Picture this: a man with a microphone stops you in the street and promises you $500 if you can correctly answer a pop quiz about capital cities. A moment ago, you were strolling along, enjoying a comfortable resting heart rate, with perfectly un-clammy palms. But now? Your stress response has kicked in.
This isn’t an objectively bad situation, and yet your body may have already started to release fight-or-flight hormones; your heart is pounding, your pupils have dilated, you are probably breathing faster.
The capital of Turkey is Ankara… Haiti’s is… uh… Port-au-Prince! Is it hot, or what? Your body is buzzing with every dollar of that potential prize money. Karachi, for the win!
Our body has adapted to respond efficiently and effectively in the face of challenges or threats. Problems arise when the brain starts to misfire, leaving you feeling like your everyday life is full of imminent dangers.
In a moment, we’ll take a look at anxiety specifically, but it’s worth a detour around some of the other words we have to describe physiological and psychological arousal. In the scenario above, you were put in a challenging environment, one that probably led to some feelings of stress, but also excitement. Thanks to an endocrinologist called Hans Selye, there’s even a word you could use to describe it. The word is ‘eustress’, ie, good stress; the opposite of distress. It is also described as beneficial stress.
The way your body responded to the pop quiz increased your alertness and narrowed your focus. You used that stress to rise to a challenge and succeed. Once you pocket your prize money and go about your day, your body should return to its previously relaxed state. The stressful situation is over. At ease, soldiers.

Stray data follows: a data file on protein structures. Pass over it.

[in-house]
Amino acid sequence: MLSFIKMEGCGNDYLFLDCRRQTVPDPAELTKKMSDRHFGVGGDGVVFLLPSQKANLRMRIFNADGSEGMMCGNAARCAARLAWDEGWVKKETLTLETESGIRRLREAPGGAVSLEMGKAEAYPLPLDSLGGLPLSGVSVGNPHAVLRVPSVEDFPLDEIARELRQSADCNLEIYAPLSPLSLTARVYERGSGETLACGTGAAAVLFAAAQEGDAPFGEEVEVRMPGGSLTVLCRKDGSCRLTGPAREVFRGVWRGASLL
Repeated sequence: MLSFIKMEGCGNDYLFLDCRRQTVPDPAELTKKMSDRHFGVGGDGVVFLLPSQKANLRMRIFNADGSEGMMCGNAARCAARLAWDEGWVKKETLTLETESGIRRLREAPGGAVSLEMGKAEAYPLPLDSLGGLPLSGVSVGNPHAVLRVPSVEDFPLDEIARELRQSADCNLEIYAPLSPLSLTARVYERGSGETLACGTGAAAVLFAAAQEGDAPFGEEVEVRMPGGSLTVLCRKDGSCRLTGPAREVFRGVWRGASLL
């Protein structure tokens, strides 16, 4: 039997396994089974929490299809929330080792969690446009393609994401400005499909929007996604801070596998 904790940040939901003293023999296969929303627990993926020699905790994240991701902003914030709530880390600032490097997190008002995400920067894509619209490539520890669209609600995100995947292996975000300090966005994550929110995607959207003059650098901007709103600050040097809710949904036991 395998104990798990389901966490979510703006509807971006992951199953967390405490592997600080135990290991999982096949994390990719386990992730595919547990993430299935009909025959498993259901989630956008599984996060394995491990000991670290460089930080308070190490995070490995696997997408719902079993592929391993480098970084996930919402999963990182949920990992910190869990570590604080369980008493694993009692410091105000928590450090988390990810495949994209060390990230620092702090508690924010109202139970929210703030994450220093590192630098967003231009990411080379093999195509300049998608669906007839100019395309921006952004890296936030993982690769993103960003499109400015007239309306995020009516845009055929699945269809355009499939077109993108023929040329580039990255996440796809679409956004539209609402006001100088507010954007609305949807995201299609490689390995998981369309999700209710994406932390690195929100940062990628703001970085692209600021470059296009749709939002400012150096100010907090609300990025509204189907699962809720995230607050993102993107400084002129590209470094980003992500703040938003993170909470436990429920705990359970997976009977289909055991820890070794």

But as we all know, it doesn’t always work that way. So what’s going on? Here’s a handy glossary to explain:
Stress: Excessive demands placed on you physically and mentally. It is also the distress you may feel as a result.
Distress: The sorrow or anguish one feels as a result of stress.
Fear: Distress caused by exposure to danger or the expectation of pain. Fear usually dissipates once the unpleasant situation ends or the object of fear is no longer present.
Anxiety: Normal anxiety is concern or a sense of unease relating to a stressful situation, difficulty or danger.
Anxiety disorders: Anxiety becomes a disorder when the person experiencing it feels powerless, or the anxiety continues even after the stressor that caused it has gone away. An anxiety disorder interferes with a person’s everyday functioning.
Anxiety is a broad term covering a range of specific disorders with their own characteristics. These are outlined in the Diagnostic and Statistical Manual of Mental Disorders (DSM-5) and can be identified using surveys and the help of a medical professional.
Anxiety is a common experience and, depending on degree, it is a normal experience. It is a reaction carefully honed through hundreds of thousands of years of evolution. Sometimes modern life and our ancient brains don’t always work in harmony, but there is plenty of help out there if you think anxiety is negatively impacting your life.
And remember, sometimes a little bit of anxiety is a good thing – when it gives you the boost of focus you need in a tough meeting, a test, or when there’s $500 up for grabs!